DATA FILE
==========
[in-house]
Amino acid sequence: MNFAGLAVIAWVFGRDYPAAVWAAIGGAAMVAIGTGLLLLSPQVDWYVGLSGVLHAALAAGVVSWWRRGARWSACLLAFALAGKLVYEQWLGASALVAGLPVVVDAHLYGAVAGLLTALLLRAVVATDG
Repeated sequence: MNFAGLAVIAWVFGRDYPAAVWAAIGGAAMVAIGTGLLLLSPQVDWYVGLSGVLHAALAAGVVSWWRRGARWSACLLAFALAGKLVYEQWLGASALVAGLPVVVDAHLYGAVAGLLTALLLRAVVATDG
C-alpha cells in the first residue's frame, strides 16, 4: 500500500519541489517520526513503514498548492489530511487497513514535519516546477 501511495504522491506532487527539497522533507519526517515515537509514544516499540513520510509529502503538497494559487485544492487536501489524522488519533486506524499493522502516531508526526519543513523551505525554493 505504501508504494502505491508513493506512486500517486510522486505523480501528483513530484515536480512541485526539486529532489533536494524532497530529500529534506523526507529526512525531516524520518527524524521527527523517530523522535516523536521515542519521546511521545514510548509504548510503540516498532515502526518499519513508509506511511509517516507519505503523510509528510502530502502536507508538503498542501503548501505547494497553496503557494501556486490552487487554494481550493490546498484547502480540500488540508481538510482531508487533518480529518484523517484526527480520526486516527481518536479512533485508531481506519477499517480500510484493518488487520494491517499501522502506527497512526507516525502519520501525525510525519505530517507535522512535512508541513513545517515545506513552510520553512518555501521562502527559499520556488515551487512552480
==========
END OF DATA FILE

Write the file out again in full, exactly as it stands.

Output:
[in-house]
Amino acid sequence: MNFAGLAVIAWVFGRDYPAAVWAAIGGAAMVAIGTGLLLLSPQVDWYVGLSGVLHAALAAGVVSWWRRGARWSACLLAFALAGKLVYEQWLGASALVAGLPVVVDAHLYGAVAGLLTALLLRAVVATDG
Repeated sequence: MNFAGLAVIAWVFGRDYPAAVWAAIGGAAMVAIGTGLLLLSPQVDWYVGLSGVLHAALAAGVVSWWRRGARWSACLLAFALAGKLVYEQWLGASALVAGLPVVVDAHLYGAVAGLLTALLLRAVVATDG
C-alpha cells in the first residue's frame, strides 16, 4: 500500500519541489517520526513503514498548492489530511487497513514535519516546477 501511495504522491506532487527539497522533507519526517515515537509514544516499540513520510509529502503538497494559487485544492487536501489524522488519533486506524499493522502516531508526526519543513523551505525554493 505504501508504494502505491508513493506512486500517486510522486505523480501528483513530484515536480512541485526539486529532489533536494524532497530529500529534506523526507529526512525531516524520518527524524521527527523517530523522535516523536521515542519521546511521545514510548509504548510503540516498532515502526518499519513508509506511511509517516507519505503523510509528510502530502502536507508538503498542501503548501505547494497553496503557494501556486490552487487554494481550493490546498484547502480540500488540508481538510482531508487533518480529518484523517484526527480520526486516527481518536479512533485508531481506519477499517480500510484493518488487520494491517499501522502506527497512526507516525502519520501525525510525519505530517507535522512535512508541513513545517515545506513552510520553512518555501521562502527559499520556488515551487512552480